Greater Manchester’s net zero ambitions have been given a major boost by a new partnership with tech giant Panasonic to deploy innovative hydrogen fuel cell technology across the city-region.
Mayor of Greater Manchester, Andy Burnham, and Mitsutoshi Shigeta, Managing Executive Officer of Panasonic Corporation, Chief Green Transformation Officer (CGXO), signed the agreement on Monday 15 January. They were joined by representatives from SSE Energy Solutions, Electricity North West, Manchester Metropolitan University and Carlton Power in signing the memorandum of understanding (MoU).
Through the new partnership, Greater Manchester Combined Authority (GMCA) will work with Panasonic to explore the deployment of the company’s RE100 technology at sites across Greater Manchester, including hospitals, in what are set to be the first real use cases in the UK.
SSE Energy Solutions will work with the partners to identify potential trial sites and provide energy infrastructure and generation required, Electricity North West, as the regional power network operator, will oversee the connection to the grid with enhancements and integration to the existing network, and Manchester Metropolitan University (Manchester Met) will contribute leading research and knowledge in the hydrogen and fuel cell industry. Carlton Power plans to provide green hydrogen from its Trafford scheme, which has been backed by the GMCA and was offered financial support from the UK Government in December 2023.
RE100 harnesses green hydrogen and fuel cells to supply 100 percent renewable electricity in industrial and public sector settings. The partnership, which is in place for five years, aims to strengthen research and innovation clusters by connecting people, ideas, and sectors, and to create jobs, attract investment, and drive growth – all of which will support Greater Manchester’s goal of becoming carbon neutral by 2038.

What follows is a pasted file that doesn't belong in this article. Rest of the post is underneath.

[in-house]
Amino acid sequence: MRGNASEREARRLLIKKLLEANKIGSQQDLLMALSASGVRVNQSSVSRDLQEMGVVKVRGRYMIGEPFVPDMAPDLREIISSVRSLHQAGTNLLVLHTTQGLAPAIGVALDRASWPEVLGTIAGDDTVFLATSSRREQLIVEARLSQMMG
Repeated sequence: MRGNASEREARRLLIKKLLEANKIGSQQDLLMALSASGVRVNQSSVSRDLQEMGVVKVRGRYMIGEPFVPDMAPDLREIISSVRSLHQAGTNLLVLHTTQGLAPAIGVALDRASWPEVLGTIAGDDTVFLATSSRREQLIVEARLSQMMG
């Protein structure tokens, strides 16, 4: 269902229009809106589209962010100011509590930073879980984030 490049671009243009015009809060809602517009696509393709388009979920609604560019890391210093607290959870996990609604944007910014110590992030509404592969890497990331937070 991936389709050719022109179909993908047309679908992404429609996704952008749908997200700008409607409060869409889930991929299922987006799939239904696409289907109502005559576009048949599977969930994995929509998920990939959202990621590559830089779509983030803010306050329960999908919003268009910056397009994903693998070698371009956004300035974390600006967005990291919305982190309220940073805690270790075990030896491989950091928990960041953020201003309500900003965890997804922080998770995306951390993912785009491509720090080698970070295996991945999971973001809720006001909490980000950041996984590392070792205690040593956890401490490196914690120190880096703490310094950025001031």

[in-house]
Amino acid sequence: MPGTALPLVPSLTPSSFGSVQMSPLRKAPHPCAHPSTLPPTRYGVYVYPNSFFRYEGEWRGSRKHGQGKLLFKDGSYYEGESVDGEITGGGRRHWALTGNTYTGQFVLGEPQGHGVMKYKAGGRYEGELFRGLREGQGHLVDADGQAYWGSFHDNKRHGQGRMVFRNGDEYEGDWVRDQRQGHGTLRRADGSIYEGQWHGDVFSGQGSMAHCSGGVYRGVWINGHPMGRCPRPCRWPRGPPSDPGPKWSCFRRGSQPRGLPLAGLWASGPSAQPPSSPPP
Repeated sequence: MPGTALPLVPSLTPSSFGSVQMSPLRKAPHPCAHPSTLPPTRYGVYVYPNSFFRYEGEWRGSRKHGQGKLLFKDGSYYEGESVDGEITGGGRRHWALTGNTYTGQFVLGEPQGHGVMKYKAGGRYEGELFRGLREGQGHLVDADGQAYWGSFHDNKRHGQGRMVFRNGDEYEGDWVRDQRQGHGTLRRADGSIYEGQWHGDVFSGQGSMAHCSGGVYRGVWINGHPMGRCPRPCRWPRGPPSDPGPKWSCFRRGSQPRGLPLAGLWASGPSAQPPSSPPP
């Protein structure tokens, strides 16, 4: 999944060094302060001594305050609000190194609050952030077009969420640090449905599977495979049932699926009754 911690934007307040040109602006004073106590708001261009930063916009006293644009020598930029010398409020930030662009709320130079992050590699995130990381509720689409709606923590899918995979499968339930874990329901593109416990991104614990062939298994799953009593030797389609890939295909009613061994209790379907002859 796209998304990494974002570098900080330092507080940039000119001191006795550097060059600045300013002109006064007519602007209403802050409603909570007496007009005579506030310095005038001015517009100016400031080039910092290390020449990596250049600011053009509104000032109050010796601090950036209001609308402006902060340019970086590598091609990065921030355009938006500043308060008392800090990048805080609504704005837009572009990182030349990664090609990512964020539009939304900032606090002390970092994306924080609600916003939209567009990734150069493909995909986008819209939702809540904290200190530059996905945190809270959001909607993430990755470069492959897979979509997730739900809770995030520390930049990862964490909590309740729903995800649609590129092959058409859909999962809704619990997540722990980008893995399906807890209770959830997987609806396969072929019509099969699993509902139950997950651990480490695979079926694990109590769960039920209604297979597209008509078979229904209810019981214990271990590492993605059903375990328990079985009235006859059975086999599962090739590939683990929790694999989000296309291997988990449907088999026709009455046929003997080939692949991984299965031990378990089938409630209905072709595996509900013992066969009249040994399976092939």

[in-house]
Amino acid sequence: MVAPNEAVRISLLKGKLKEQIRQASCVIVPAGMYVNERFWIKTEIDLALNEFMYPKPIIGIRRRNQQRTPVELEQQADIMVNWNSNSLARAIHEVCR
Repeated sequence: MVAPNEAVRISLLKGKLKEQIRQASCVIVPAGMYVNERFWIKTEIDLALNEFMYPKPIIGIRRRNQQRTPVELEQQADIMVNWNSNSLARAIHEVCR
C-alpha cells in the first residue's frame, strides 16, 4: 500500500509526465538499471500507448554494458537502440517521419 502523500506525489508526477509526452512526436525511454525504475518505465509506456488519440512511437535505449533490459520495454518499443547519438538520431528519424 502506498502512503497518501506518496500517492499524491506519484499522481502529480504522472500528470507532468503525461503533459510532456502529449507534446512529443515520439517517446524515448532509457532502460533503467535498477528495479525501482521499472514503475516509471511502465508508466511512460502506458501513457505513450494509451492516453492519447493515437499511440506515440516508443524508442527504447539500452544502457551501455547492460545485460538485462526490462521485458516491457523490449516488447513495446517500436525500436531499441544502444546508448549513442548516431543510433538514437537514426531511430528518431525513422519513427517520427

To mark the signing of the new partnership, a delegation from Panasonic and GMCA also visited Manchester Met’s world-leading Manchester Fuel Cell Innovation Centre.
Mayor of Greater Manchester, Andy Burnham, said: “The partnership we’ve agreed today puts Greater Manchester at the forefront of groundbreaking new technology to reduce carbon emissions. I’m excited for a future where our hospitals and businesses are powered through 100 percent renewable energy, making a positive difference to the city-region and the daily lives of Greater Manchester residents.
“Collaboration and innovation will be vital if we are to succeed in our ambition to be carbon neutral by 2038, and this partnership proves the benefits of our international approach to delivering net zero.
“Working with Panasonic and our other partners will also provide a strong foundation for more opportunities to bring green jobs, skills, and investment to Greater Manchester.”
Managing Executive Officer (CGXO) and Vice President/Energy Business, Electric Works Company of Panasonic Corporation, Mitsutoshi Shigeta, said: “I highly appreciate Greater Manchester’s strong willingness to collaborate with us on the projects that will help achieve decarbonisation by 2038. It is realised by the Greater Manchester delegation visiting our RE100 solution in Panasonic Kusatsu site (new energy solution using hydrogen fuel cells) in Japan last December, to see our decarbonisation efforts and understand our vision and initiative.
“We believe that we are able to make a wide range of contributions to Greater Manchester’s Carbon Neutral target in 2038 as a global company with the products and solutions that can contribute to decarbonisation and energy saving, beginning from hydrogen fuel cells.